Help Your Client Help Themselves
If you as a tax professional get the opportunity to advise your client before all the I’s are dotted and T’s crossed at the courthouse, here are some things you can do to help:
1. Based on the desired outcome for child custody, have a Form 8332 already prepared for you clients attorney to present for signature at the time of the court appearance.
2. If there will be a distribution from a qualified retirement account, make sure the QDRO is drawn up in the most tax beneficial manner.
3. If there is to be separate maintenance or support make sure the order is drawn up in the most tax beneficial manner for your client. Read More
There are currently nine states that have community property laws. Every state’s specifics are slightly different, some more or less stringent then others. For the most part, from an income tax standpoint, community property laws mean that anything earned or purchased while the “community” or marriage was intact is split 50/50. This is a big issue in the disposition of property and/or business, which we will discuss later. If you are completing a return either in or for someone in a community property state you should research that state’s specific laws.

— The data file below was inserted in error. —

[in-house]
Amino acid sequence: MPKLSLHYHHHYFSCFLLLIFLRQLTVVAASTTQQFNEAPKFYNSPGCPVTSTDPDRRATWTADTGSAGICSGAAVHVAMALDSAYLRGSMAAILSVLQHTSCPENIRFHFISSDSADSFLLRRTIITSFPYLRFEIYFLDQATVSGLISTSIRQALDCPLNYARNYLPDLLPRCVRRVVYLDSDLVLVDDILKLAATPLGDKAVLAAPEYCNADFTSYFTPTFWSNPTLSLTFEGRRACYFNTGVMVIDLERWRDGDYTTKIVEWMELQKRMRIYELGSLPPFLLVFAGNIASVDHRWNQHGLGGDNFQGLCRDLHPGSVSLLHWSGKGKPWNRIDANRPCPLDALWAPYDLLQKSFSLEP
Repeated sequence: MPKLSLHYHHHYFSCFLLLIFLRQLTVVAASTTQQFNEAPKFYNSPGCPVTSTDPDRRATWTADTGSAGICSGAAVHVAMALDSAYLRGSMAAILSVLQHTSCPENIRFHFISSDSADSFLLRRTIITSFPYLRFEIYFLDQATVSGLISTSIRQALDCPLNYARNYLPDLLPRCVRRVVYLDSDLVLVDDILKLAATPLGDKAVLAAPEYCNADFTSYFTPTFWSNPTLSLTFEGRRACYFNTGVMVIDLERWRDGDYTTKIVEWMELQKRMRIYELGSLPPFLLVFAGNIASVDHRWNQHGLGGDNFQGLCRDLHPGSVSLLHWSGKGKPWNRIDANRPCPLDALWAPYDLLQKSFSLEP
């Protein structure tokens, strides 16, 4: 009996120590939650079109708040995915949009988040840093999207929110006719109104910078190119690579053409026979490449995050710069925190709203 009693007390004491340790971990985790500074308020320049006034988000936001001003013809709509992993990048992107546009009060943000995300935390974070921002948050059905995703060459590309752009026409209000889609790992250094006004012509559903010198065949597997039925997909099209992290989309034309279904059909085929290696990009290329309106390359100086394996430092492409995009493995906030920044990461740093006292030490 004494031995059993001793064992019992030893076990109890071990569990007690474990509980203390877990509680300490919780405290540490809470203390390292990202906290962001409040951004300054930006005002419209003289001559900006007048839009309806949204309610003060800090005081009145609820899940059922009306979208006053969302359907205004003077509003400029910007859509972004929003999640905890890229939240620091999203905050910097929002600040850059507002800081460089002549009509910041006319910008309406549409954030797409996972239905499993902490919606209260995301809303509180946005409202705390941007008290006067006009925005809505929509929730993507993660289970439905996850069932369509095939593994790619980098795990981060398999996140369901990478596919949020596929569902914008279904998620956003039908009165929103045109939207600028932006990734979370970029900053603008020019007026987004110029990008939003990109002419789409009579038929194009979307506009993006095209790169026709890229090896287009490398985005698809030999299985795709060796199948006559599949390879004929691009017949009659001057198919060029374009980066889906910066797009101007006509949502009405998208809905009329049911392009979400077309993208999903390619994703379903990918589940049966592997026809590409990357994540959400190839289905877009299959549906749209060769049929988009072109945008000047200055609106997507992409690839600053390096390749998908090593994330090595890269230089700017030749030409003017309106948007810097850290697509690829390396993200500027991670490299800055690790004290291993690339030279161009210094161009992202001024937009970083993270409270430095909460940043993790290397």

When preparing a tax return, some states require that a separately filed return have all Read More
Alimony or separate maintenance is a payment ordered by court decree (not an agreement unsanctioned by the court between parties)(Faylor v Comm’r T.C. Memo. 2013-143) made from one party in a divorce proceeding to the other, in order for the receiving party to maintain a standard of living. (§ Cod. Sec. 215)
We see both sides of this situation all the time, so we must be able to determine if the payments are deductible to the payer and if so they are taxable to the payee. There are several conditions that must be met in order for the tax treatment of the payments to be determined: Read More
The second biggest topic in most divorce cases is child custody and dependent exemptions. Effective 1 Jan 2009, new rules kicked in regarding the necessary documentation for claiming the dependent exemption for a child of divorced or separated parents. Before this date a copy of the judicial decree was sufficient, however, due to the varying nature and ambiguous wording of the different jurisdictions, this was determined to be inadequate. (§ Cod. Sec. 152)
The Form 8332 (Release/Revocation of Release of Claim to Exemption for Child by Custodial Parent), or a facsimile with all the same information, is now required to be Read More